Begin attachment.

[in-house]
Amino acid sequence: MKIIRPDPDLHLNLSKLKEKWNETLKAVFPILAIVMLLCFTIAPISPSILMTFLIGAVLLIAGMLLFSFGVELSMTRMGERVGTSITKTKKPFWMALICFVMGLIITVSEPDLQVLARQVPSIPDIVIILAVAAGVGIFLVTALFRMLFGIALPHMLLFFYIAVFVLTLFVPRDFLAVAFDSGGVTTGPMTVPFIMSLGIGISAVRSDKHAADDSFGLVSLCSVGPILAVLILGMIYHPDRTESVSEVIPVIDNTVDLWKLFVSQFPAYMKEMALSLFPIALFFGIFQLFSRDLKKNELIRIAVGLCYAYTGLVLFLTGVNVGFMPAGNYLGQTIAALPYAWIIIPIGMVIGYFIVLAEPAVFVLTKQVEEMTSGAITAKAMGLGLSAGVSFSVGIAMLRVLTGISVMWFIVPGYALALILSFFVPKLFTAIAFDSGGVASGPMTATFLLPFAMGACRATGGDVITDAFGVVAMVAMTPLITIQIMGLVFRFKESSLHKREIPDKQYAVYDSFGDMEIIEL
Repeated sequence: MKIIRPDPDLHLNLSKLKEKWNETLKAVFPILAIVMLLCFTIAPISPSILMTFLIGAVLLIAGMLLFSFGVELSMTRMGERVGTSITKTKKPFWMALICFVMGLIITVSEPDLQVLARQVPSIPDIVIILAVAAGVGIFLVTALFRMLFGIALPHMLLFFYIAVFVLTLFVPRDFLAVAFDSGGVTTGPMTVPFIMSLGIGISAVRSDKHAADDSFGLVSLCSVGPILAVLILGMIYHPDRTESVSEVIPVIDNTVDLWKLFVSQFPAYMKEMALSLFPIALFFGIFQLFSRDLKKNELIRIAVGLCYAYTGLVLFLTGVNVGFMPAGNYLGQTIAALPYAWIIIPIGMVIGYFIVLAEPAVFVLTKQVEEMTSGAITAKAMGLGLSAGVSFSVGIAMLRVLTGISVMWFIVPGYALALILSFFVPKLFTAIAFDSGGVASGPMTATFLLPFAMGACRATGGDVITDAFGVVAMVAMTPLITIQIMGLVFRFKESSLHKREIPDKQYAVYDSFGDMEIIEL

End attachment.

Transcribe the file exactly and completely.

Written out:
[in-house]
Amino acid sequence: MKIIRPDPDLHLNLSKLKEKWNETLKAVFPILAIVMLLCFTIAPISPSILMTFLIGAVLLIAGMLLFSFGVELSMTRMGERVGTSITKTKKPFWMALICFVMGLIITVSEPDLQVLARQVPSIPDIVIILAVAAGVGIFLVTALFRMLFGIALPHMLLFFYIAVFVLTLFVPRDFLAVAFDSGGVTTGPMTVPFIMSLGIGISAVRSDKHAADDSFGLVSLCSVGPILAVLILGMIYHPDRTESVSEVIPVIDNTVDLWKLFVSQFPAYMKEMALSLFPIALFFGIFQLFSRDLKKNELIRIAVGLCYAYTGLVLFLTGVNVGFMPAGNYLGQTIAALPYAWIIIPIGMVIGYFIVLAEPAVFVLTKQVEEMTSGAITAKAMGLGLSAGVSFSVGIAMLRVLTGISVMWFIVPGYALALILSFFVPKLFTAIAFDSGGVASGPMTATFLLPFAMGACRATGGDVITDAFGVVAMVAMTPLITIQIMGLVFRFKESSLHKREIPDKQYAVYDSFGDMEIIEL
Repeated sequence: MKIIRPDPDLHLNLSKLKEKWNETLKAVFPILAIVMLLCFTIAPISPSILMTFLIGAVLLIAGMLLFSFGVELSMTRMGERVGTSITKTKKPFWMALICFVMGLIITVSEPDLQVLARQVPSIPDIVIILAVAAGVGIFLVTALFRMLFGIALPHMLLFFYIAVFVLTLFVPRDFLAVAFDSGGVTTGPMTVPFIMSLGIGISAVRSDKHAADDSFGLVSLCSVGPILAVLILGMIYHPDRTESVSEVIPVIDNTVDLWKLFVSQFPAYMKEMALSLFPIALFFGIFQLFSRDLKKNELIRIAVGLCYAYTGLVLFLTGVNVGFMPAGNYLGQTIAALPYAWIIIPIGMVIGYFIVLAEPAVFVLTKQVEEMTSGAITAKAMGLGLSAGVSFSVGIAMLRVLTGISVMWFIVPGYALALILSFFVPKLFTAIAFDSGGVASGPMTATFLLPFAMGACRATGGDVITDAFGVVAMVAMTPLITIQIMGLVFRFKESSLHKREIPDKQYAVYDSFGDMEIIEL